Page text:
What Makes For A Healthy Home Life?

What’s important to your health and happiness? If you’re looking to live in a clean home and maintain a healthy diet, then you need to take the time and effort to make it happen, and that begins with a good night’s sleep.

Living in a clean and safe home is often a priority for a healthy lifestyle. Our brains have evolved to adapt to the harsh environments that our parents and grandparents faced when they were young. As a result, when we are exposed to an unhealthy or stressful environment, our brains become hyper-wired to respond in a negative, hyper-reactive way that may be counter-productive to our long-term health.

One way to maintain a healthy life and healthy environment is to put a stop to your stress, and we can achieve that goal while we are sleep-deprived! A good bedtime routine will provide the proper chemicals and nutrients that help keep you feeling rested, and healthy, throughout the entire night.

A quick glance at the headlines of the health pages of newspapers will tell you that sleep is in short supply, but even more alarming is the lack of health benefits you can get from sleeping poorly. If sleep is not important enough to you to care about how you sleep, then you are not doing yourself or anyone around you any favors when you sleep poorly.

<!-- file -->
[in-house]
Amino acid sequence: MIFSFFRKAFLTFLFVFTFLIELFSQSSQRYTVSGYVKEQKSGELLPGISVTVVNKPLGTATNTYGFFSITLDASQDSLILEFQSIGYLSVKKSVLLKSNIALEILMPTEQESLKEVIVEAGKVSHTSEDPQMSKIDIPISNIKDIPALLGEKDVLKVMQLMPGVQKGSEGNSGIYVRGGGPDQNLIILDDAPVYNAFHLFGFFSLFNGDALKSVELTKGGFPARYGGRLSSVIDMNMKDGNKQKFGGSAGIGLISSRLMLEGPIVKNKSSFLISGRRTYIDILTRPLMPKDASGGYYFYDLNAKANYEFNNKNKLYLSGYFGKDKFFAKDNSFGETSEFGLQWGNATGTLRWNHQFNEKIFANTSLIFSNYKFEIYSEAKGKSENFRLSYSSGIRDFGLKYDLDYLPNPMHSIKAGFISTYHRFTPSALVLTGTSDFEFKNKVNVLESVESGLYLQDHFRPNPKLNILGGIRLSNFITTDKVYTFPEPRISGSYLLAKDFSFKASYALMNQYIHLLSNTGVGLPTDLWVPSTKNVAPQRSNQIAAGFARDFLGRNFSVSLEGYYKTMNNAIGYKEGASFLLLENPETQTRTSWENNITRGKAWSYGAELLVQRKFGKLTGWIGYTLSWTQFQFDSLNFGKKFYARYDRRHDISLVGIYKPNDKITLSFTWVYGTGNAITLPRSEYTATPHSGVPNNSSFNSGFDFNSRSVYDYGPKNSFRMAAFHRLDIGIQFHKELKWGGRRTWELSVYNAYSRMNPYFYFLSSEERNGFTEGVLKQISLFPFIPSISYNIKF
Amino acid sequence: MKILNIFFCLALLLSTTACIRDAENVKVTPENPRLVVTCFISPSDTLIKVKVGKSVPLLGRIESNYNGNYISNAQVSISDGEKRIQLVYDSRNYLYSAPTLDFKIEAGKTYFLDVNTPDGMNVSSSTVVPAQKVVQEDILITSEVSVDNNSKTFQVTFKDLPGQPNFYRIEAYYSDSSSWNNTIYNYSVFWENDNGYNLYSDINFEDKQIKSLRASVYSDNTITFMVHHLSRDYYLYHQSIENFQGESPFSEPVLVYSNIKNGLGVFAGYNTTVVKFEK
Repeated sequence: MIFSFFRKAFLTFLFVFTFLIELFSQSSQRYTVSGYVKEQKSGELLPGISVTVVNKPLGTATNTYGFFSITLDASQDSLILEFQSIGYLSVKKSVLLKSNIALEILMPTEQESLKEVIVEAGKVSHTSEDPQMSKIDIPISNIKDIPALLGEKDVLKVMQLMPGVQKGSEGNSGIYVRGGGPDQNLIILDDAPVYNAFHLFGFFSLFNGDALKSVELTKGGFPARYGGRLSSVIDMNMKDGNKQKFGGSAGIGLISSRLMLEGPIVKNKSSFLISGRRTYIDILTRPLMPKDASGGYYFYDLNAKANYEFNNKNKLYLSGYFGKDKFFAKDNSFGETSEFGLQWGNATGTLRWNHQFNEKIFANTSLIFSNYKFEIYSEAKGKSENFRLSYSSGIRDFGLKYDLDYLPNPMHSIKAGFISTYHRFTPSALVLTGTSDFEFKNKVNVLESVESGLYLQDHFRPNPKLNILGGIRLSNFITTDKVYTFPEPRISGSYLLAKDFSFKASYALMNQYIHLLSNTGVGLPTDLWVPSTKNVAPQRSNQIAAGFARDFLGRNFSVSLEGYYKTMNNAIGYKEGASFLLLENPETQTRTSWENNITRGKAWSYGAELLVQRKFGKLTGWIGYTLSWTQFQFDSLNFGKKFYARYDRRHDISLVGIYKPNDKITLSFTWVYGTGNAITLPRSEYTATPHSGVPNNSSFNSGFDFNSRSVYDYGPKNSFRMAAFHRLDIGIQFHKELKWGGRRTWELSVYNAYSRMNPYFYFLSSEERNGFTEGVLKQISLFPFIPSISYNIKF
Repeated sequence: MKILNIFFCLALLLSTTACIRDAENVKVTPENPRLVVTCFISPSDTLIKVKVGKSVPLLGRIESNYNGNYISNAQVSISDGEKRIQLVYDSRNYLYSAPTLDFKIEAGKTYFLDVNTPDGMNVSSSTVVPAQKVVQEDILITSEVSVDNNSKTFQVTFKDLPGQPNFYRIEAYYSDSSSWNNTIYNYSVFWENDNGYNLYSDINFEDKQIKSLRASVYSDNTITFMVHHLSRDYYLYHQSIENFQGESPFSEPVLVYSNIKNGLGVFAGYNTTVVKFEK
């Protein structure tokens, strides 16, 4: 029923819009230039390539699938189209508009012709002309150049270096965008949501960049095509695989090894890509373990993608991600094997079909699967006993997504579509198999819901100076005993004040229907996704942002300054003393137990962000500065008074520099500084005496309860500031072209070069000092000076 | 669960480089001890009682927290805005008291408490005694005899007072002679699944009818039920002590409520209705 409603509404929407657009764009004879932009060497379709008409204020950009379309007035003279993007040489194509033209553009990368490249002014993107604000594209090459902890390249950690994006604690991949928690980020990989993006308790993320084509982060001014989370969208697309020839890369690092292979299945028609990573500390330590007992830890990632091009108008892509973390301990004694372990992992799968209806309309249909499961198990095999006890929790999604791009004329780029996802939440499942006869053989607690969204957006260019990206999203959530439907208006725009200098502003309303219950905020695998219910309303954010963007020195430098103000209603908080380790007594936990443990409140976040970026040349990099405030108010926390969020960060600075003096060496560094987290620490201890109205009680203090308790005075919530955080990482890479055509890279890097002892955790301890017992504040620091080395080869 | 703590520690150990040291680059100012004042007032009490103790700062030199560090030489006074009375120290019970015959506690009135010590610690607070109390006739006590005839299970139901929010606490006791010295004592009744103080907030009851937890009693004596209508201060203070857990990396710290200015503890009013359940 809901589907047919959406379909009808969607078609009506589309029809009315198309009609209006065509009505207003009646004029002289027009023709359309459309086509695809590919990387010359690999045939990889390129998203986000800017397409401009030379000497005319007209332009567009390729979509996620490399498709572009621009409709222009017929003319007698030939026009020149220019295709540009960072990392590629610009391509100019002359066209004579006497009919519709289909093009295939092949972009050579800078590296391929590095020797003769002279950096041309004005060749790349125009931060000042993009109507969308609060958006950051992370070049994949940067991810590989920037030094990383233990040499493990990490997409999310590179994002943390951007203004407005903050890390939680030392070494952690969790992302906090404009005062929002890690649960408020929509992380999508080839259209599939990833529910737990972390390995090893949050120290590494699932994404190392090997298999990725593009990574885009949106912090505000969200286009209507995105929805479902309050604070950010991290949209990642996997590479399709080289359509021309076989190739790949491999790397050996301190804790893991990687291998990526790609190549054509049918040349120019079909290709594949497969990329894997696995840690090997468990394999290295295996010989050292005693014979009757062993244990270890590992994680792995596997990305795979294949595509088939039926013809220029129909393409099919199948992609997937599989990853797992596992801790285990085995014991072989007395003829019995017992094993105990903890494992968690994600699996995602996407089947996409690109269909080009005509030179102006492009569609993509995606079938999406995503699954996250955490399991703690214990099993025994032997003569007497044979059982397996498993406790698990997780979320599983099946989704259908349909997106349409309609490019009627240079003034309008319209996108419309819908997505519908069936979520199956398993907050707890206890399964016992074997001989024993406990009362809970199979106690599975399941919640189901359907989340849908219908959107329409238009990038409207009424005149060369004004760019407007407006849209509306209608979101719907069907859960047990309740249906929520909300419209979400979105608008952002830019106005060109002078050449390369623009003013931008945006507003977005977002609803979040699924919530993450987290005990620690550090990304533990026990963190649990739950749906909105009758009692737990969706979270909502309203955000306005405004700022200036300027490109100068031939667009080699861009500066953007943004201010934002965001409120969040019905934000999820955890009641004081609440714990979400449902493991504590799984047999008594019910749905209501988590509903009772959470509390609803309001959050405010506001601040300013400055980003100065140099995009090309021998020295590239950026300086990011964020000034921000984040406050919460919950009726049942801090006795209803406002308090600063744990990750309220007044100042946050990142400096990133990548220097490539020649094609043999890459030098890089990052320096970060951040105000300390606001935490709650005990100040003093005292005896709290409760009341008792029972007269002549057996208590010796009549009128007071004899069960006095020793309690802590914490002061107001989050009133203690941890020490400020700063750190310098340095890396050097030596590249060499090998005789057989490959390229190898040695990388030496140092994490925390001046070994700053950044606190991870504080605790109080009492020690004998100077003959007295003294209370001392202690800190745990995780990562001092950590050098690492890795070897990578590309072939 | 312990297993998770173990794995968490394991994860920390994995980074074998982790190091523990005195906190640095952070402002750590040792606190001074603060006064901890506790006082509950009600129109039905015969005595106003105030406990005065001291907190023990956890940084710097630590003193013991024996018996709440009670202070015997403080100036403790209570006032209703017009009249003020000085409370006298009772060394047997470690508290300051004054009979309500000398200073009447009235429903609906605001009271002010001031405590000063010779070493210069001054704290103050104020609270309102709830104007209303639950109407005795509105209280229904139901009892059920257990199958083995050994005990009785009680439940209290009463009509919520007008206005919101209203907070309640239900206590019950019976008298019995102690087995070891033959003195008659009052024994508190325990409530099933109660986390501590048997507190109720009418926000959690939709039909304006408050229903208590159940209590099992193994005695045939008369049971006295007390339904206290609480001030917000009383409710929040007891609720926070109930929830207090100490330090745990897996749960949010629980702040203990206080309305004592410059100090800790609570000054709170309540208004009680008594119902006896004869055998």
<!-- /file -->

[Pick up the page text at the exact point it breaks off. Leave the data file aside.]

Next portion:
Here are a few tips from medical professionals who believe healthy sleep is critical to a fulfilling life: 

1. “If your diet was a strong reason for the stress in your life, your sleep should be a strong reason for stress relief.”  Dr. George C. Price, Director of the Sleep and Nutrition Department of Johns Hopkins Hospital Dr. Price also believes that stress is closely associated with poor sleep. “If you eat poorly and are stressed, you’re not going to sleep well.”  Dr. Price explained this relationship in his book, Feed Your Brain Your Bacteria (which is available from his website: ).

2. “Sleep is the most important nutrient for the maintenance of health and the prevention of diseases.”  Dr. Andrew Weil, the author of The CURE and The Healing Touch Dr. Weil believes a healthy diet and rest are the most important components of a healthy home life. He has spent 40 years as a health researcher at Johns Hopkins, and also has a medical degree from NYU and a masters in biochemistry from the University of Washington. He has also lectured to medical schools around the United States, as can be seen on the links to a few web sites. Weil’s work has been featured in over 300 medical journal articles and books, including the New York Times bestseller, The Cure .

3. “Sleeplessness is responsible for up to 100% of a smoker’s lung cancer. It is the leading cause of death from cancer in men under the age of 60, and for lung cancer in women under the age of 75.”  Professor Sir Richard Peto, a former Chairman of the Tobacco, Crime and Drugs Advisory Committee, and professor of medicine at the London School of Hygiene & Tropical Medicine Professor Peto has worked extensively on the smoking and lung cancer connection, and he believes sleep is the most important factor. “Sleep has a great effect on the health of smokers and those who have never smoked. Smoking and sleep are tightly linked. Sleep is extremely protective against lung cancer. Smoking increases your lung cancer risk by up to 100%.”

Sleep, Stress, and Brain Health

Why Sleep Matters Most

If stress is your primary cause of sleep problems, then the most critical step to solving your sleep problems is to control your stress as much as possible with an effective stress management program that will help you maintain your optimal levels of stress hormones called endorphins.